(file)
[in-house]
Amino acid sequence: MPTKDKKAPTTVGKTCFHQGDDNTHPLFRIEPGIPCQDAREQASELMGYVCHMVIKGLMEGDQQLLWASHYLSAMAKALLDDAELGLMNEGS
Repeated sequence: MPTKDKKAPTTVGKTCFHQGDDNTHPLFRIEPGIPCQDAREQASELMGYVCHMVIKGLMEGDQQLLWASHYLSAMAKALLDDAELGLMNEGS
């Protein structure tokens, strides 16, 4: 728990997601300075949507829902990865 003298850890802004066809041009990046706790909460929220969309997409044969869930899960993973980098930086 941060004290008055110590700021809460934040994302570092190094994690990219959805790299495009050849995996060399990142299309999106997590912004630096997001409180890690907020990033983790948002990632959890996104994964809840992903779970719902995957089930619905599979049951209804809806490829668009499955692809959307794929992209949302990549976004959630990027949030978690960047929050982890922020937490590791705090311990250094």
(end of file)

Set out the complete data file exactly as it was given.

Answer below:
[in-house]
Amino acid sequence: MPTKDKKAPTTVGKTCFHQGDDNTHPLFRIEPGIPCQDAREQASELMGYVCHMVIKGLMEGDQQLLWASHYLSAMAKALLDDAELGLMNEGS
Repeated sequence: MPTKDKKAPTTVGKTCFHQGDDNTHPLFRIEPGIPCQDAREQASELMGYVCHMVIKGLMEGDQQLLWASHYLSAMAKALLDDAELGLMNEGS
């Protein structure tokens, strides 16, 4: 728990997601300075949507829902990865 003298850890802004066809041009990046706790909460929220969309997409044969869930899960993973980098930086 941060004290008055110590700021809460934040994302570092190094994690990219959805790299495009050849995996060399990142299309999106997590912004630096997001409180890690907020990033983790948002990632959890996104994964809840992903779970719902995957089930619905599979049951209804809806490829668009499955692809959307794929992209949302990549976004959630990027949030978690960047929050982890922020937490590791705090311990250094």